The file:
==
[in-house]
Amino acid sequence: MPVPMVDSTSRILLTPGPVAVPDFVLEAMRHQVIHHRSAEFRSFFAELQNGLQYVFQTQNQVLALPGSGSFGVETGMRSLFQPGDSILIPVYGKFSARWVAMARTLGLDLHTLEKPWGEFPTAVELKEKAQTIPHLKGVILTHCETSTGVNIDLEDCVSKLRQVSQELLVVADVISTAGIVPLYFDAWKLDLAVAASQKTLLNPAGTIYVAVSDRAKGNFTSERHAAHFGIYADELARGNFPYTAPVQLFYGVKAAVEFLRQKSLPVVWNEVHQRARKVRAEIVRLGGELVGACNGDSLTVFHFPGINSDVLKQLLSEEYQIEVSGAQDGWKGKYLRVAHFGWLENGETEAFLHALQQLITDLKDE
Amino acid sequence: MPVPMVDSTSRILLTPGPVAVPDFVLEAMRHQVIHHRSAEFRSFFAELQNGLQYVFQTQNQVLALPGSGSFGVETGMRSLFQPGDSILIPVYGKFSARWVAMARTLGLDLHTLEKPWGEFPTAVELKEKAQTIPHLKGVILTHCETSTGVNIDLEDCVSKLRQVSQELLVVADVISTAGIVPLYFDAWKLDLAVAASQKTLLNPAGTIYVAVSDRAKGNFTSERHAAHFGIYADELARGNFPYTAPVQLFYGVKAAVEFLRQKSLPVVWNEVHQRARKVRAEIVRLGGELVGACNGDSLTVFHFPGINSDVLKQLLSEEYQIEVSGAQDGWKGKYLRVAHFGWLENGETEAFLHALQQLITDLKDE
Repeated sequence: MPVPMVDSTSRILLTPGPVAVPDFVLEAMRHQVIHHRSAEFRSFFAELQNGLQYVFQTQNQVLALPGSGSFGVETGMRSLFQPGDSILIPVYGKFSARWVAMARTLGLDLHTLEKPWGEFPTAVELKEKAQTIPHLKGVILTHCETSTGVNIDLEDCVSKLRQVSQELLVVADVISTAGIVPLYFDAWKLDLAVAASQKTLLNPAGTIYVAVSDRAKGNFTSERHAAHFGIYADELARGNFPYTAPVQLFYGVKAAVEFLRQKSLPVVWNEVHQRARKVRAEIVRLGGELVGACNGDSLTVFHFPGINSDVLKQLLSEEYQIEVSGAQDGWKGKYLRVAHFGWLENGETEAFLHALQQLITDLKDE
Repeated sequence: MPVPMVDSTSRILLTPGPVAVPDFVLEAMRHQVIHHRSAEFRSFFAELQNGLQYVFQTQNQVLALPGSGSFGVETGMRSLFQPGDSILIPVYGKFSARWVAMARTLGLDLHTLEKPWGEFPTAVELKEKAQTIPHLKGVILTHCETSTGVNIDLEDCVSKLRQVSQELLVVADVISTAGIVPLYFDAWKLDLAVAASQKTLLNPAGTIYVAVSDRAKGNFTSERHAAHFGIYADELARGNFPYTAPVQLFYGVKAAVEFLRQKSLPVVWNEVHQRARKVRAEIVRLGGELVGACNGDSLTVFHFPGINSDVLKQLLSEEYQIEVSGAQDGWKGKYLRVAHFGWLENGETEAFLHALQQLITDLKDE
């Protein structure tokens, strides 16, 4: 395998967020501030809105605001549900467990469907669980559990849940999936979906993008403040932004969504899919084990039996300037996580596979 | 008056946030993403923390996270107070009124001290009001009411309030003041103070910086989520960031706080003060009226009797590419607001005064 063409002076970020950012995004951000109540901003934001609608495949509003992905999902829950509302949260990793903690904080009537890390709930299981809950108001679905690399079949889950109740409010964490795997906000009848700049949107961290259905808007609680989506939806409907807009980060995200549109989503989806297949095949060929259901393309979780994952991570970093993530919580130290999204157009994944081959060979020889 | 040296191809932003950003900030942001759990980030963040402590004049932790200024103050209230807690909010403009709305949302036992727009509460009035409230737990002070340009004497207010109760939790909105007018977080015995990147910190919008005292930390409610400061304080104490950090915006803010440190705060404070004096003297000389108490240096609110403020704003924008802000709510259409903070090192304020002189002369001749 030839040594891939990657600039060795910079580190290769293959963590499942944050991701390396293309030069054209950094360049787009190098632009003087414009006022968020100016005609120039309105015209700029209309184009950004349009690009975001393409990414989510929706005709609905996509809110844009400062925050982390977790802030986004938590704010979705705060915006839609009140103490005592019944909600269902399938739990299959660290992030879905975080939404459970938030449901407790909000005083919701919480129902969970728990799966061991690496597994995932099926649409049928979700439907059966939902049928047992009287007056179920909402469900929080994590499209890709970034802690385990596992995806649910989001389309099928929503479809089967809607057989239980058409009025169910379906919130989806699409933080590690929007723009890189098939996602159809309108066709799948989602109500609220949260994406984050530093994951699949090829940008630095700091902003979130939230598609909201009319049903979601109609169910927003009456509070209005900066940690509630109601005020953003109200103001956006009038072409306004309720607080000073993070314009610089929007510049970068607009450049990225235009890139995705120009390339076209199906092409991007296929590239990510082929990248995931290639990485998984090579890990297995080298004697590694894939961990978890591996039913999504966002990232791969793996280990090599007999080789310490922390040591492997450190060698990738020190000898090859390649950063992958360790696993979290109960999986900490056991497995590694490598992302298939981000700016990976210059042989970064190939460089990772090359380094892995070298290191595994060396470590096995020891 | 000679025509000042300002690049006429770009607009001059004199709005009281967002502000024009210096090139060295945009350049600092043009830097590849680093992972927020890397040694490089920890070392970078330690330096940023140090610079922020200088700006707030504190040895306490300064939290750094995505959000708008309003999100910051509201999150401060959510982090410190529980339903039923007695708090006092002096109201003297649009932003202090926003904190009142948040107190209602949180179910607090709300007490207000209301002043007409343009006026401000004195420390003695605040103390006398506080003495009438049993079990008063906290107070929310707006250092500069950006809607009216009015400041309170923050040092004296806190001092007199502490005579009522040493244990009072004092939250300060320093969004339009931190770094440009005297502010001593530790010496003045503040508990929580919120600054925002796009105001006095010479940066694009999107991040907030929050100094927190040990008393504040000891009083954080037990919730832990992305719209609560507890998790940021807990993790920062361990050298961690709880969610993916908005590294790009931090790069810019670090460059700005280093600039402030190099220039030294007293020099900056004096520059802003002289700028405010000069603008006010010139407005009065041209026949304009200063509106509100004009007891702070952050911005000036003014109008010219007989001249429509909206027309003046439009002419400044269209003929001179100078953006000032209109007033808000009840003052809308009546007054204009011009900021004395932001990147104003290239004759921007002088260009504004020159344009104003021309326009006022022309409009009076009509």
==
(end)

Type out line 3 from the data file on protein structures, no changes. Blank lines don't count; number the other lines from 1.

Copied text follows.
Amino acid sequence: MPVPMVDSTSRILLTPGPVAVPDFVLEAMRHQVIHHRSAEFRSFFAELQNGLQYVFQTQNQVLALPGSGSFGVETGMRSLFQPGDSILIPVYGKFSARWVAMARTLGLDLHTLEKPWGEFPTAVELKEKAQTIPHLKGVILTHCETSTGVNIDLEDCVSKLRQVSQELLVVADVISTAGIVPLYFDAWKLDLAVAASQKTLLNPAGTIYVAVSDRAKGNFTSERHAAHFGIYADELARGNFPYTAPVQLFYGVKAAVEFLRQKSLPVVWNEVHQRARKVRAEIVRLGGELVGACNGDSLTVFHFPGINSDVLKQLLSEEYQIEVSGAQDGWKGKYLRVAHFGWLENGETEAFLHALQQLITDLKDE